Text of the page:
Artistic archive


Written by: HYPE Staff, Photography: Cale Waddacor (@calewale)

Graffiti South Africa is a platform I established in 2011 to document South Africa’s rising graffiti and street art scene on the world stage. I created a website to highlight artists, events, and anything relevant to the local community. I wanted to cover the whole country while also sharing work further afield, across Africa. Many international graffiti blogs and publications rarely feature African artworks, so I wanted to change this too.

Tykuno, Zesta and Page33. Johannesburg, 2017.

In 2014, I released a book with the same name and launched it in Cape Town, Johannesburg and Durban. Since then, I have been involved in a myriad of projects; from artwork commissions for interior spaces and live events to public speaking, running workshops and writing articles for overseas publications. I love being a trusted and reliable source for promoting local graffiti art and photography.

How did you get into taking photos of graffiti?

I was very inquisitive when I first started to notice graffiti on the streets – I needed to find out more about this mysterious art form… Who did it? Why? I soon realised how ephemeral it is, not only because it can be easily overpainted, but because some artists didn’t care to shoot pictures of their own work, and therefore I began documenting everything in fine detail (many artworks pre-social media are gone forever). I was also inspired by the many international graffiti publications.

Cale Waddacor at Street Art Cinemart (2nd edition) stand. Johannesburg, 2019.

What would you say that book did for you and your initiative?

I think the second book, which was published by leading art and design publisher Thames & Hudson, took me and my initiative to an even higher level of recognition and respect. I hope to engage further as a leading authority on the subject and continue my work in the graffiti and street art field among the international community. Having a few books behind one’s name definitely opens a lot more doors than when I was trying to break one down with my first proposal in 2008 !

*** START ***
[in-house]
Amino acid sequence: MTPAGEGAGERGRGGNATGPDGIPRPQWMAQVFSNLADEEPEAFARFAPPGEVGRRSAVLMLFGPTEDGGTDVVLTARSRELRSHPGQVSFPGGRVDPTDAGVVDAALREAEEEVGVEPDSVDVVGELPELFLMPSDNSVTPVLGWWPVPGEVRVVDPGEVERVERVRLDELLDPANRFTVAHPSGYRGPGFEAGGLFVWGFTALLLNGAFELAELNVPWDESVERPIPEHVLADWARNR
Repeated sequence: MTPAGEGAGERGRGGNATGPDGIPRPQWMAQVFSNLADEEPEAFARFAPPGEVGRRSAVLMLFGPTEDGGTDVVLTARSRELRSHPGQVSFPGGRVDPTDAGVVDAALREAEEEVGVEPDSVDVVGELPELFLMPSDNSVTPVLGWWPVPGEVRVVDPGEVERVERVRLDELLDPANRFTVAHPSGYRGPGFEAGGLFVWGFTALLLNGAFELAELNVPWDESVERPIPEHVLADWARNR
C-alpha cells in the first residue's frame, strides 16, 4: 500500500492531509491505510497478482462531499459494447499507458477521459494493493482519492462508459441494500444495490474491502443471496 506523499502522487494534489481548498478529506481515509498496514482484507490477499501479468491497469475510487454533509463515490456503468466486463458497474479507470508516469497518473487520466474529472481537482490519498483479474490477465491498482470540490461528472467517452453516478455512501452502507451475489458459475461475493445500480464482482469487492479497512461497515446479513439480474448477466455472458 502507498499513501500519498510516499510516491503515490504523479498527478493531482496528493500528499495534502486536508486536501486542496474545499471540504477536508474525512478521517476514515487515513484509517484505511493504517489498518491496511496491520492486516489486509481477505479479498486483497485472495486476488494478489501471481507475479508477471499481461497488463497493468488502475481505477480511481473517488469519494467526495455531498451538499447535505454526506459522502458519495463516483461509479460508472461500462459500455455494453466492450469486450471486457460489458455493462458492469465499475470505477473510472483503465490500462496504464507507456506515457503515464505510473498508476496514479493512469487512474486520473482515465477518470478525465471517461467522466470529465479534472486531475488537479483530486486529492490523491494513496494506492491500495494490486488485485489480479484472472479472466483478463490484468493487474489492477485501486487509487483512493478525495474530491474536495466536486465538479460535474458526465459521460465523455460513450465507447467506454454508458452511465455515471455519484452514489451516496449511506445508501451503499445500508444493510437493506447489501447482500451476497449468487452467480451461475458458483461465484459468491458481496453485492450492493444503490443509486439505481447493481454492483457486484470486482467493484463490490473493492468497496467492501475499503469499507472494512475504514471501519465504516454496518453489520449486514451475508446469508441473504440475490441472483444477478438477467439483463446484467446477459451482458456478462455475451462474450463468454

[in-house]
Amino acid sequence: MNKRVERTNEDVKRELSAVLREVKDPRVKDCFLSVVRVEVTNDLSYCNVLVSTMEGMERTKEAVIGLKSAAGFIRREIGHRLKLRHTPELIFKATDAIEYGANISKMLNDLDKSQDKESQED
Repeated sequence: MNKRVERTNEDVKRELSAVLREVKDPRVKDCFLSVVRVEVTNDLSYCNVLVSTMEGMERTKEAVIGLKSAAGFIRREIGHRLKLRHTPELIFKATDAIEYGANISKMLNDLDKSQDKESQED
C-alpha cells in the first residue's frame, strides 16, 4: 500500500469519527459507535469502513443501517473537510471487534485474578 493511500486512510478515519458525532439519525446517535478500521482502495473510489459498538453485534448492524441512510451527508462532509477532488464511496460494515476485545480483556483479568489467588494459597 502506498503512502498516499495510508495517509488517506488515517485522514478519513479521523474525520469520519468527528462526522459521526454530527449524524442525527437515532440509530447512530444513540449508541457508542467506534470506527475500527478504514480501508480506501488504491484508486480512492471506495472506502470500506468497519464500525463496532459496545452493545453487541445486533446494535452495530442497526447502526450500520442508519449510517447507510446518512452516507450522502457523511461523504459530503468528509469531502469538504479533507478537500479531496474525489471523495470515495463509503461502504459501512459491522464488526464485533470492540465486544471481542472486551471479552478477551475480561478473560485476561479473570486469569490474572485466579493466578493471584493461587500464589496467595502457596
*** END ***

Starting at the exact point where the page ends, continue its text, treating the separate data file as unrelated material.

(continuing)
Black Koki, Skull Boy and Ello. Durban, c. 2017

From the work you’ve done documenting graffiti in SA, what would you say is the main attitude towards graffiti in the country?

There is always going to be a mixed bag of opinions about graffiti, but I’d say it is a lot more widely accepted and appreciated in SA. Brands and corporates are utilising graffiti for office murals, products and advertising campaigns. The general public is getting to see bigger and better artworks painted on the streets. Artists are garnering more commission-based work and are able to travel and pursue their dreams of being full-time graffiti artists.

Dekor One. Johannesburg, 2017.

What new graffiti artists do you particularly like? And why?

I’m always staying in touch by lurking on the streets and on social media, keeping a close eye on the local scene. Lately, I’ve enjoyed seeing young artists from other backgrounds, such as illustration and graphic design, taking their practice outdoors, as well as witnessing the new wave of graffiti writers take things further. Some include: Flowrinwatr, Pat, Zombie 193K (with Polizei), Nathan Sanan, Tannie (with Mook Lion), Drake, Anser, Falkab, Meg Moore, Dbongz, Caspr and the so-called return of Motel7.

Slegh. Johannesburg, c. 2015


What happened to Street Art Cinemart?

Street Art Cinemart was an event I created to showcase films and publications (such as books and zines) related to South African graffiti and street art. Founded in 2018, and held at The Bioscope in Johannesburg, the first couple of events also included group exhibitions, sticker packs and prints, a stencil-making workshop, a sketching session (in partnership with Sharpie) and walking tours (with Past Experiences). The third edition went digital due to the coronavirus pandemic, although I am looking to one day host something overseas or in Cape Town.

Myza420. Johannesburg, c. 2018.

What are you currently working on?

I am currently working on a new project called The South African Graffiti Archive (SAGA). I want to create a great library for everything related to SA’s vibrant graffiti, urban and street art arena. Over the years, I have collected thousands of images, media and other paraphernalia, and it will be fun to put it together into a book or exhibition, let alone a “keep safe” for posterity’s sake. A lot of files have been lost or damaged over the years, and I want to help preserve what I can from now on. It has been amazing to also connect with many artists who have “crawled out of the woodwork” via social media for the first time, or trace those who have long been underground. I want to dig up more facts, stories, opinions and histories, and I also need to give old film photographs the high-quality scanning they deserve. I was awarded a grant from the British Council towards this initiative.

Check out more @streetartafricabook @streetartcinemart

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